This northern area of the Lakes District, northeast of Temuco, has a more refined feel. There are fewer homesteads and larger acreages of pasture land and grain fields. It’s prettier, more open and less populated. However, it also does not have the mass adventure tourism industry that you have around Pucón. This may be a plus or negative depending on what you are looking for.
This tidy lodge on the road to Lonquimay has a variety of sleeping options including camping, cabins and four ensuite rooms in the main house.
Our ensuite room was spacious with high ceilings and a Swiss flair such as Individual down comforters on the comfortable king size bed. The room and bathroom are in good condition and very clean. Small euro shower. Amenities included a safe and hair dryer although we needed our plug adapter for their hair dryer.
The only real draw back for us was the lack of outlets, only one in the bedroom next to the main light switch and two in the bathroom next to the sink. They do have outlets in the dining room down stairs, but it is three outlets together and not very convenient if very many people need to charge things.
The second week in March business was slow. All four of the rooms in the main building were occupied our first night. The second night we were the only ones and on the third it was us and one other couple. No one was camping.
Behind the lodge llamas graze.
The breakfast buffet had a nice selection even on the days where there were few guests. Choices included – cereal, yogurt, milk, cheese, cold cuts, whole fruits, tiny muffins, homemade jams, butter, and nice breads. Scrambled eggs are offered and cooked to order. Brewed coffee and hot milk.
While half board is offered in the pricing when they don’t have enough guests to do a set menu dinner is ordered off of the a la carte menu. The wood paneled dining room has a pleasant mountain chalet atmosphere and a selection of wines are available for purchase.
All in all a good location for exploring the area and a pleasant place to relax and dine after a day of hiking.
Note on Pricing and Paying the Bill
Sergio, the owner, states on the reservation confirmation that he sends you that his prices include 19% VAT, but that you will not have to pay the VAT if you pay in cash with foreign currency only, i.e., USD, Euro or Swiss Franc. Chilean laws allows for the VAT exemption if paying by credit card as well, but some owners will only give you the tax discount if you pay cash. Since he quotes prices in Chilean pesos you lose more than half the discount in the exchange rate he offers you. It’s still better than paying the Chilean peso price but don’t expect a 19% discount as he keeps 10% of the discount for himself through the exchange rate. This may anger some guests, but he is quite up front with it as his exchanges rates are clearly posted at the front desk. He gave us the same VAT discount for food which is not included in the law. Overall it is not as good a deal as you might expect but his prices are good and the room and board he offers are worth the price he charges.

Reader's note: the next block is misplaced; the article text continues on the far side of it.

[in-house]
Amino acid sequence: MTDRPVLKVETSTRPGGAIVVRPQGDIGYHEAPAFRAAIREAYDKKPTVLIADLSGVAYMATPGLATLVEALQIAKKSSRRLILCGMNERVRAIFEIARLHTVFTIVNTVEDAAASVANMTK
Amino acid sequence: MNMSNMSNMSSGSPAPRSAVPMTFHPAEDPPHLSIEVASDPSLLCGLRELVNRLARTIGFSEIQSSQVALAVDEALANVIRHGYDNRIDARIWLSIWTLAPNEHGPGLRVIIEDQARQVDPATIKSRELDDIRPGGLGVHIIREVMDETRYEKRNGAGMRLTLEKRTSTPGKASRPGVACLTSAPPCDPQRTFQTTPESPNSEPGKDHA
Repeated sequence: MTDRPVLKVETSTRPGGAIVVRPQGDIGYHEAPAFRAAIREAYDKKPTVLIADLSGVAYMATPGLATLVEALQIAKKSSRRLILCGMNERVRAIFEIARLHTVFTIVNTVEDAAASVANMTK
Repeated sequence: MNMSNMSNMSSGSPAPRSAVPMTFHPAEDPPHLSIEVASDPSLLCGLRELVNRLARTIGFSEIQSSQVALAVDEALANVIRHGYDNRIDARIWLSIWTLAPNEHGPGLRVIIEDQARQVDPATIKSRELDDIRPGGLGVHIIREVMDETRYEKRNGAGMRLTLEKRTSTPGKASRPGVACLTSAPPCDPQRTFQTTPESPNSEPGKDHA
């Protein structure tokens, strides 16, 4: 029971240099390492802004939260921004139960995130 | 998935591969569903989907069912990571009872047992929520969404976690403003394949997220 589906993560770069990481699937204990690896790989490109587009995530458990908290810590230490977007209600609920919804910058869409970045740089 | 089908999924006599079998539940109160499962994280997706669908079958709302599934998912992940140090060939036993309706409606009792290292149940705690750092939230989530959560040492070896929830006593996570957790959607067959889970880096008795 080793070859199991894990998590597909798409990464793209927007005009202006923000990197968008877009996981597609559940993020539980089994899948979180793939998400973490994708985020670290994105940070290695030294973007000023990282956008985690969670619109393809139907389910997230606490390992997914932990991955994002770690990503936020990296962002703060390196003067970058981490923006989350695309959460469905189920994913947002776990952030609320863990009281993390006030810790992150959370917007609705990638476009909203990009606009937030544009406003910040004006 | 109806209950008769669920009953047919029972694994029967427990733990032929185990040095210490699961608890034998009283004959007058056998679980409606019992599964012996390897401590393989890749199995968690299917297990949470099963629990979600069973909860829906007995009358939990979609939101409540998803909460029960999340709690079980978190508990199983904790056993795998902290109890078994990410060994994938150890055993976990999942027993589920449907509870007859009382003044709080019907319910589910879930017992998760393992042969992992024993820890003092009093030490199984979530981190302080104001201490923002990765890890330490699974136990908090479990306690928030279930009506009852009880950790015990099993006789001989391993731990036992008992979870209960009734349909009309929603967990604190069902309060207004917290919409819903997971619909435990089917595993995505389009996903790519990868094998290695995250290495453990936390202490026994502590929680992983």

Overall a tasty and well prepared meal. There were eight guests in the dining room and dinner, one set menu (carpaccio de res, lasagna de vedura, mousse de chocolate), was served between 8 and 9.
The beef carpaccio was of excellent quality and topped with capers, cranberries and dried parmesan cheese. An interesting mix of flavors, not un-pleasant but rather untraditional. My only real complaint is that they serve it fresh out of the fridge. It would have been nicer served closer to room temperature.
The lasagna, layers of cheese and veggies, would delight any vegetarian or cheese lover. I found it well done and tasty.
A generous portion of chocolate mousse with walnut. Although I loved the large chunk of walnuts it was a little too sweet for my tastes.
As we were the only two guests dining tonight there was no set menu available and we had to order off the a la carte menu. As such dining hours were more flexible as well. They have a fairly extensive menu of salads, sandwiches, rosti (a Swiss potato dish something like hash browns) and knöpfli (Swiss noodle something like spätzli) paired with various kinds of meat, steak, pork cutlet, chicken and salmon.
The seasonal salad ordered for two was a disappointment, mostly iceberg lettuce and grated carrot with some Kalamata olives with overly vinegary pickled cauliflower and croutons.
The mains, simple and basic, were cooked to order and well prepared. Don’s port cutlet was nicely cooked and my steak was very rare, rarer than I usually eat, but more a communications error than the fault of the kitchen. The meat was tender flavorful. Our starches, one rosti and one knöpfli, were both well done and tasty.
On our third night at the lodge there was again no set menu as it was only us and one other couple.
We basically had the same thing we ordered the night before except we switched the starches between us – Don had the knöpfli and I the rosti with the pork cutlet and the chicken. It was fine but if this isn’t your go-to meal it could get boring in a hurry. They do have some pasta and sandwich options as well.
To mix it up a bit we started with soup. The tomato soup was made with roasted tomatoes and was good but thick and over seasoned for my tastes, tasting more like pasta sauce than soup. The squash soup was also quite thick and much more mildly seasoned.
Pizza at Nativa Malalcahuello
Located on route 181 between Malalcahuello town and Suizandina this pizzeria serves a wide selection of pizzas and beers as well as other options. The thin crust pizza serves two and was nicely done. We ordered the Nativa with local ingredients including – the nuts from the araucaria tree, venison, arugula and a local cheese. Excellent.
March 9-12, 2018
For links to the posts in this series visit the Lake District and Chiloé page.